North Carolina lawmakers have been going back and forth over what is the best course of action for new abortion restrictions within the Tar Heel State. Specifically because it’s not so easy to kill killing babies as a legal act as one may have thought. Within the Supreme Court, there was a guided decision to overturn Roe vs. Wade, as abortion laws had been chosen last summer to be handled by the individual United States. Very Pontius Pilate of them, as it would therefore ask many GOP-controlled states in order to new restrictions.
The political landscape is radically different in North Carolina, when compared to the other Southern states.
Governor Roy Cooper, a Democrat, is in occupation of the executive mansion and has the opportunity to overturn abortion bills that don’t sit well with him. Specifically, he has done this because abortion decisions are more often than not better off to stay between patients and their medical providers. Of course there are Legislators who are allowed to override the governor’s vetoes, should they receive overwhelming support from a supermajority of lawmakers, while the GOP has a veto-proof majority, in the footsteps of Representative Tricia Cotham to swap parties and join the Republican side of things.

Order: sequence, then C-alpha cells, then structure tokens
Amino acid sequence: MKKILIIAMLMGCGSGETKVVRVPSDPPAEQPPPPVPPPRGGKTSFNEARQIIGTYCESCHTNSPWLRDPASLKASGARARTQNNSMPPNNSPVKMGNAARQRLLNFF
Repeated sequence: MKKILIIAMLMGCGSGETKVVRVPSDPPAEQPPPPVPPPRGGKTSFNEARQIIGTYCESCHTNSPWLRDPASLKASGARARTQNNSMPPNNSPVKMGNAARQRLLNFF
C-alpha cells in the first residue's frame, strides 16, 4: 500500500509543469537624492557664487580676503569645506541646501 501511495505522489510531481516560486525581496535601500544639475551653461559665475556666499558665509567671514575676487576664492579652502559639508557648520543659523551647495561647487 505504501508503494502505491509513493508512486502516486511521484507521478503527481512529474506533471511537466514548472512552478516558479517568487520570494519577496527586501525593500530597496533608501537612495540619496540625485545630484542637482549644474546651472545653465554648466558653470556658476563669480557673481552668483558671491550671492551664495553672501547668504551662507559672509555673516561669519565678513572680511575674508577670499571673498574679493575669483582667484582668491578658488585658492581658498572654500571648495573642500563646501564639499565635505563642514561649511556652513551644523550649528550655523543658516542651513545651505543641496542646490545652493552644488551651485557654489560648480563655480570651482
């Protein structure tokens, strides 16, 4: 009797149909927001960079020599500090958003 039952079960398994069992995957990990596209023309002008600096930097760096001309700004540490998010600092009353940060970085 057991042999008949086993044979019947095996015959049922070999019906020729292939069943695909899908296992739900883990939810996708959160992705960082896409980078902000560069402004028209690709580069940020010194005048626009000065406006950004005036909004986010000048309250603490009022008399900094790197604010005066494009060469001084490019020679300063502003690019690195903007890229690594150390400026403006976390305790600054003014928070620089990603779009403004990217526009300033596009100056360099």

Republicans may have a say on paper, but as it turns out, there’s more complications to be had in reality.
Cotham isn’t the steadiest person to believe in, for all her Republican bravado. This is specifically because of her own experiences handling reproductive rights. Cotham recalled her own experience terminating a pregnancy in 2015 as she spoke against a proposed waiting period for abortions. Early on in 2023, she had a bill filed that could have codified abortion protections from ROe v. Wade in state law.
The GOP in North Carolina isn’t allowed to propose rules against abortion that would stir away Republicans who themselves are more of a light red or pink than a total red state representative.
Additionally, there is the history that North Carolina already has, as they have had other laws adopted and repealed, while there have been choices made by the legislators, it hasn’t stopped North Carolina from being able to recruit big corporations.
As far as North Carolina is concerned, abortions through the first 20 weeks of pregnancy are lawful. But once the 20 weeks have passed, the procedure may only be allowed whenever there’s a medical emergency. Abortions are only able to be performed by a physician in a hospital as it’s licensed by the state’s Department of Health and Human Services.